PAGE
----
Q&A: Darrin Martens, author of “Beau Dick”
Darrin Martens is the Gail and Stephen A. Jarislowsky Chief Curator at the Audain Art Museum in Whistler, British Columbia where the exhibition Beau Dick: Revolutionary Spirit is currently on display until June 11th 2018. He is the author of the exhibition catalogue which is now available.
Why did you decide to call the book Revolutionary Spirit?
The book, from my perspective, is an extension of Beau Dick himself; as an artist, activist and community member. He was deeply rooted within his culture and heritage and yet he still sought to challenge his Nation’s traditions and inspire others to question the world in which they lived and worked.
Did you have the honour of meeting Beau Dick before he passed away last year?
Yes, I met Beau a few years ago at his exhibition at the Bill Reid Gallery. He was larger than life and had a commanding presence – a force to be reasoned with. It was then I thought I’d like to work with this artist at some point in the future.
How would you describe Beau Dick’s art?
Describing Beau Dick’s art in a few sentences is very difficult. What I can say is that his work is grounded within his Kwakwaka’wakw culture yet he continued to push the boundaries of what was expected of contemporary Indigenous art and sought to connect his work to larger cultural, social and political events affecting Indigenous communities across the country.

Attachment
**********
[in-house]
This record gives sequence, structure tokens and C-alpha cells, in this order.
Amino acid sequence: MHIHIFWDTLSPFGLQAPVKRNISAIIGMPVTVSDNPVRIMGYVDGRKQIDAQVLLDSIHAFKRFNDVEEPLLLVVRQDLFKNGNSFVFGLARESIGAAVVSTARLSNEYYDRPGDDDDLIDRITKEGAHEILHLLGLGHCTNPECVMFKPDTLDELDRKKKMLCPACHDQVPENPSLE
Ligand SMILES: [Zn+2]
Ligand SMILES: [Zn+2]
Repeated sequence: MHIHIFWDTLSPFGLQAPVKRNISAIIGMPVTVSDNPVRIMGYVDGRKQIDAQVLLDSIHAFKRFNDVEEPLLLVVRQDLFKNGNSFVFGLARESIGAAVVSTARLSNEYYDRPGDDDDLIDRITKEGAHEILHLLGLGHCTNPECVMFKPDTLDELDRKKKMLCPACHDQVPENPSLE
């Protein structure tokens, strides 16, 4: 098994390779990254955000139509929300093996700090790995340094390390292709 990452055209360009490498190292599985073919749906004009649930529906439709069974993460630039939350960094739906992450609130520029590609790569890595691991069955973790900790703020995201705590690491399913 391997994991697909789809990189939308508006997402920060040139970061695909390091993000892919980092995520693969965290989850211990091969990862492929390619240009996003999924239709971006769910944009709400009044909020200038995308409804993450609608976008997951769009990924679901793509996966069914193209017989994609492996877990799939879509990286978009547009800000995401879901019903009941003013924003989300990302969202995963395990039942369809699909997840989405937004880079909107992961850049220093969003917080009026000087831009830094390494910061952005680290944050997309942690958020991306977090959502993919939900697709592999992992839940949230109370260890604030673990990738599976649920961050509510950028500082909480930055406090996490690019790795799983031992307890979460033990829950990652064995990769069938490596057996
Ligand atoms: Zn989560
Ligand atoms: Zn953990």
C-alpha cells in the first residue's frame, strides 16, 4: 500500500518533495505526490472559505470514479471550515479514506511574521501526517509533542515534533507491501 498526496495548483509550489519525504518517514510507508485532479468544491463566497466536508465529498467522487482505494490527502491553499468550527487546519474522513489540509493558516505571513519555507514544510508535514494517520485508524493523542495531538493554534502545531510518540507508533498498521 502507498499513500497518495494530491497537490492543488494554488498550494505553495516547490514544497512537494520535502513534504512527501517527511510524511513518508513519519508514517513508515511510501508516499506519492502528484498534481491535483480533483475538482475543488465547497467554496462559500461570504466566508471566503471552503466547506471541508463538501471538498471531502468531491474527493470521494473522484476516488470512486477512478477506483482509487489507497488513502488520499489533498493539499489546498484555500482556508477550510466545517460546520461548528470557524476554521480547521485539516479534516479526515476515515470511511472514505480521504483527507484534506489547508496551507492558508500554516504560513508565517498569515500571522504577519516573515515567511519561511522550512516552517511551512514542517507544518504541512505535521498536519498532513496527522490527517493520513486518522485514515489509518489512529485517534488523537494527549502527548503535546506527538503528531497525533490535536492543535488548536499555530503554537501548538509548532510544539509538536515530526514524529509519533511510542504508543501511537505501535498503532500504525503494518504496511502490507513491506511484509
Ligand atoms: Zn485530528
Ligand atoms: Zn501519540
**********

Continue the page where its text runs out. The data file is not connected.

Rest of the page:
What did you learn working on this project?
I learned a great many things working on this book and the exhibition. First and foremost was that Beau Dick was a complex individual who infused a sense of purpose within his work. Secondly I came to understand the nuances that Beau Dick had within his practice and how it touched so many other aspects of the artist’s life.
Which is your favourite of the masks featured in the book?
As a curator and author I do not think about things in terms of “favourite” – what I will say is that I was impressed by the range of Dzunukwa masks that Beau Dick created over his career. The diversity of expression, subtlety of carving and embellishment reveal, at least to me, the conviction Beau Dick had to revisit a theme and to always strive to create something new and meaningful.